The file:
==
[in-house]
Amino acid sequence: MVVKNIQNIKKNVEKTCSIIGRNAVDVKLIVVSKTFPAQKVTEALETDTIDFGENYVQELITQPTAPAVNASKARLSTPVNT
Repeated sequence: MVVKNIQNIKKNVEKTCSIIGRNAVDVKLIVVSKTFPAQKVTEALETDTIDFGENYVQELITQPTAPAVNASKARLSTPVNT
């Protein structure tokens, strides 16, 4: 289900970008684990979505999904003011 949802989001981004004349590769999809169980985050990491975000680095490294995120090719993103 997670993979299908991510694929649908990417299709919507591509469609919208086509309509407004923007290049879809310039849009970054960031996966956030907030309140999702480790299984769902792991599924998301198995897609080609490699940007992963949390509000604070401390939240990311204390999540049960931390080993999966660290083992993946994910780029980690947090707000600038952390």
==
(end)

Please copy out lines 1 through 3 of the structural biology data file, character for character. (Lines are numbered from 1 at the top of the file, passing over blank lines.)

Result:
[in-house]
Amino acid sequence: MVVKNIQNIKKNVEKTCSIIGRNAVDVKLIVVSKTFPAQKVTEALETDTIDFGENYVQELITQPTAPAVNASKARLSTPVNT
Repeated sequence: MVVKNIQNIKKNVEKTCSIIGRNAVDVKLIVVSKTFPAQKVTEALETDTIDFGENYVQELITQPTAPAVNASKARLSTPVNT